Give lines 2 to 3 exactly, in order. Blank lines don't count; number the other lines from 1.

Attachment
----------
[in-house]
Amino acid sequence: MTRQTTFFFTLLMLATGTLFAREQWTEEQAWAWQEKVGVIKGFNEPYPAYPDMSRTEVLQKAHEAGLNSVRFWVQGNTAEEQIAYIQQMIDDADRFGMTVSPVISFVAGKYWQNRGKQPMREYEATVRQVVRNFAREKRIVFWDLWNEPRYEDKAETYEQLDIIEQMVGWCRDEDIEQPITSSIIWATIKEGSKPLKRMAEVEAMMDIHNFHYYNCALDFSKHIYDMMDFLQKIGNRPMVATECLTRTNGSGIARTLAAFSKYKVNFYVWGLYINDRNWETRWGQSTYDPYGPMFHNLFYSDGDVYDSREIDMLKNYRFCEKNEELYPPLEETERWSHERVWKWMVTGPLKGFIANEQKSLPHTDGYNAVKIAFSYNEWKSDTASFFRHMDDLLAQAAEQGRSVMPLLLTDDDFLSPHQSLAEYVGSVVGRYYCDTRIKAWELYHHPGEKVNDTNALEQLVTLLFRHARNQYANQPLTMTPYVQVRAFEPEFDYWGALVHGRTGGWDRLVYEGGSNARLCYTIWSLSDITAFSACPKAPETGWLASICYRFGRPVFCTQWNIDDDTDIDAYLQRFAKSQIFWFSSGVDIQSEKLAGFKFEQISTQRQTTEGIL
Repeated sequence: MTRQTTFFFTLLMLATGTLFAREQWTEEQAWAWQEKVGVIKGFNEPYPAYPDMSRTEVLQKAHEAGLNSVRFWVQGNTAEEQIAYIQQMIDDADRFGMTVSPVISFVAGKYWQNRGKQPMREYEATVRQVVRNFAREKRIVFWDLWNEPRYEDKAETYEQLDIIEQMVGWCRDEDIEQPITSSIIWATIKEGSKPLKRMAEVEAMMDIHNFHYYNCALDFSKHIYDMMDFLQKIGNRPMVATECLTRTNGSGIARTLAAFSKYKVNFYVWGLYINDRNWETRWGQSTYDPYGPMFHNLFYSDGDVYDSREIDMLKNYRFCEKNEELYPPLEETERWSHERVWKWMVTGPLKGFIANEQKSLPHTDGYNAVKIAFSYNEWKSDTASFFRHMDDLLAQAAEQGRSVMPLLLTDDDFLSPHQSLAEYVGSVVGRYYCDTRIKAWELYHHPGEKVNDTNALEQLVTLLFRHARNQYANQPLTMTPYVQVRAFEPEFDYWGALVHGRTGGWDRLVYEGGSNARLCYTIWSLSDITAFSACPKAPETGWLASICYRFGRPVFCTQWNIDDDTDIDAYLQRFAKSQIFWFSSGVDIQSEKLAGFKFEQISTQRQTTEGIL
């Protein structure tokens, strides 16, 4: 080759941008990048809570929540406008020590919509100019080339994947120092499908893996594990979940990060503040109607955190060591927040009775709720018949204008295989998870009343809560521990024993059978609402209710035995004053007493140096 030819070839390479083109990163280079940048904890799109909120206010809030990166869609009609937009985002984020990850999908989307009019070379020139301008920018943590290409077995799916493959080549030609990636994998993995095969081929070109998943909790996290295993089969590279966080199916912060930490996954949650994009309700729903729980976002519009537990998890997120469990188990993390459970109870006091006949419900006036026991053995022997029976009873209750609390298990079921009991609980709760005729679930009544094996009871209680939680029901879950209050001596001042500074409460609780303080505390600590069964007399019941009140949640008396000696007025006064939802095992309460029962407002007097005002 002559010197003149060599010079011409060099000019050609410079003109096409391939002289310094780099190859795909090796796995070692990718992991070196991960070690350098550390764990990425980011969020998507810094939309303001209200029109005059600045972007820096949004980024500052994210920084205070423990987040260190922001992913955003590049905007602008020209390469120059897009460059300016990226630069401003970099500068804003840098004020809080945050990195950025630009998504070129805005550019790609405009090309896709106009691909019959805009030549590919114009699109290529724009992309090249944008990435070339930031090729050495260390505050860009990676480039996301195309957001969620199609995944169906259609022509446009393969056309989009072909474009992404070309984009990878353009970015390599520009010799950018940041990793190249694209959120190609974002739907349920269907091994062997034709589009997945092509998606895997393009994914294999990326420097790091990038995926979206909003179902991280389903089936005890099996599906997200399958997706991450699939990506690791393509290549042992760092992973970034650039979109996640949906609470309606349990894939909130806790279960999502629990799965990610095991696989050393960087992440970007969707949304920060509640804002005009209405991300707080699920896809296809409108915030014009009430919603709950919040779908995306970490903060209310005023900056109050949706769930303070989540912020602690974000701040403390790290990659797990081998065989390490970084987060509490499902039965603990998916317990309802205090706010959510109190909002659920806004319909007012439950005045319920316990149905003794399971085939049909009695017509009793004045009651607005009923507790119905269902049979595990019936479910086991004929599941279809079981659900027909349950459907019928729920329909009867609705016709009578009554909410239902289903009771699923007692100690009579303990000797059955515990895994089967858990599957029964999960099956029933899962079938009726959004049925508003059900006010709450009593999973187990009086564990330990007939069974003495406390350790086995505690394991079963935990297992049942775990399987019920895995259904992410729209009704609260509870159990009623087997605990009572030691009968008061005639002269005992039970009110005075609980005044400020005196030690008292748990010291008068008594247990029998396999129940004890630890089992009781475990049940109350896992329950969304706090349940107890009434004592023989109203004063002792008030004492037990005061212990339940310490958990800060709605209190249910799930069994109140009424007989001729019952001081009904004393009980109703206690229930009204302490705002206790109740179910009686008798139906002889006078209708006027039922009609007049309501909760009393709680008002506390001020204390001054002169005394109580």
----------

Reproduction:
Amino acid sequence: MTRQTTFFFTLLMLATGTLFAREQWTEEQAWAWQEKVGVIKGFNEPYPAYPDMSRTEVLQKAHEAGLNSVRFWVQGNTAEEQIAYIQQMIDDADRFGMTVSPVISFVAGKYWQNRGKQPMREYEATVRQVVRNFAREKRIVFWDLWNEPRYEDKAETYEQLDIIEQMVGWCRDEDIEQPITSSIIWATIKEGSKPLKRMAEVEAMMDIHNFHYYNCALDFSKHIYDMMDFLQKIGNRPMVATECLTRTNGSGIARTLAAFSKYKVNFYVWGLYINDRNWETRWGQSTYDPYGPMFHNLFYSDGDVYDSREIDMLKNYRFCEKNEELYPPLEETERWSHERVWKWMVTGPLKGFIANEQKSLPHTDGYNAVKIAFSYNEWKSDTASFFRHMDDLLAQAAEQGRSVMPLLLTDDDFLSPHQSLAEYVGSVVGRYYCDTRIKAWELYHHPGEKVNDTNALEQLVTLLFRHARNQYANQPLTMTPYVQVRAFEPEFDYWGALVHGRTGGWDRLVYEGGSNARLCYTIWSLSDITAFSACPKAPETGWLASICYRFGRPVFCTQWNIDDDTDIDAYLQRFAKSQIFWFSSGVDIQSEKLAGFKFEQISTQRQTTEGIL
Repeated sequence: MTRQTTFFFTLLMLATGTLFAREQWTEEQAWAWQEKVGVIKGFNEPYPAYPDMSRTEVLQKAHEAGLNSVRFWVQGNTAEEQIAYIQQMIDDADRFGMTVSPVISFVAGKYWQNRGKQPMREYEATVRQVVRNFAREKRIVFWDLWNEPRYEDKAETYEQLDIIEQMVGWCRDEDIEQPITSSIIWATIKEGSKPLKRMAEVEAMMDIHNFHYYNCALDFSKHIYDMMDFLQKIGNRPMVATECLTRTNGSGIARTLAAFSKYKVNFYVWGLYINDRNWETRWGQSTYDPYGPMFHNLFYSDGDVYDSREIDMLKNYRFCEKNEELYPPLEETERWSHERVWKWMVTGPLKGFIANEQKSLPHTDGYNAVKIAFSYNEWKSDTASFFRHMDDLLAQAAEQGRSVMPLLLTDDDFLSPHQSLAEYVGSVVGRYYCDTRIKAWELYHHPGEKVNDTNALEQLVTLLFRHARNQYANQPLTMTPYVQVRAFEPEFDYWGALVHGRTGGWDRLVYEGGSNARLCYTIWSLSDITAFSACPKAPETGWLASICYRFGRPVFCTQWNIDDDTDIDAYLQRFAKSQIFWFSSGVDIQSEKLAGFKFEQISTQRQTTEGIL